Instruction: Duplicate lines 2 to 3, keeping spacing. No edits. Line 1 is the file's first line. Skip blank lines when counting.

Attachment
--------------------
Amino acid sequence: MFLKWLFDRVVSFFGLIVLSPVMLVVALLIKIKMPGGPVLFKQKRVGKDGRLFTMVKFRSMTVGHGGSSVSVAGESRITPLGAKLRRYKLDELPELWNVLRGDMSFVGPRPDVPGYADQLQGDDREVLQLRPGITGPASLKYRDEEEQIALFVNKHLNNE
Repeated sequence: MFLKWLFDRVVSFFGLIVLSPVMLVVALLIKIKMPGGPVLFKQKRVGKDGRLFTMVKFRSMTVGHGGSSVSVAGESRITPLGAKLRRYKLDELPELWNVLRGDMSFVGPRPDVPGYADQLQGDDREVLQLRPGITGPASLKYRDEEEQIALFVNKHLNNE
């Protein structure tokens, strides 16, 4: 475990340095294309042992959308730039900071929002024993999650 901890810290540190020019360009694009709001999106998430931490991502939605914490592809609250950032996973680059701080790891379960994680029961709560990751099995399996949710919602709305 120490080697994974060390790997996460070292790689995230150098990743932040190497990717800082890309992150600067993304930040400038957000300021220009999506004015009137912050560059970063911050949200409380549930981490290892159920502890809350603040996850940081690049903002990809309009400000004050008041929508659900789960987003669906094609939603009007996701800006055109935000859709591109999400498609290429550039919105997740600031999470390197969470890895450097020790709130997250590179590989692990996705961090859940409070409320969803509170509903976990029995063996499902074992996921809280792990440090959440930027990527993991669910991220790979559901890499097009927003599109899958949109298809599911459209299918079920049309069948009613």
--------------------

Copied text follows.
Repeated sequence: MFLKWLFDRVVSFFGLIVLSPVMLVVALLIKIKMPGGPVLFKQKRVGKDGRLFTMVKFRSMTVGHGGSSVSVAGESRITPLGAKLRRYKLDELPELWNVLRGDMSFVGPRPDVPGYADQLQGDDREVLQLRPGITGPASLKYRDEEEQIALFVNKHLNNE
């Protein structure tokens, strides 16, 4: 475990340095294309042992959308730039900071929002024993999650 901890810290540190020019360009694009709001999106998430931490991502939605914490592809609250950032996973680059701080790891379960994680029961709560990751099995399996949710919602709305 120490080697994974060390790997996460070292790689995230150098990743932040190497990717800082890309992150600067993304930040400038957000300021220009999506004015009137912050560059970063911050949200409380549930981490290892159920502890809350603040996850940081690049903002990809309009400000004050008041929508659900789960987003669906094609939603009007996701800006055109935000859709591109999400498609290429550039919105997740600031999470390197969470890895450097020790709130997250590179590989692990996705961090859940409070409320969803509170509903976990029995063996499902074992996921809280792990440090959440930027990527993991669910991220790979559901890499097009927003599109899958949109298809599911459209299918079920049309069948009613």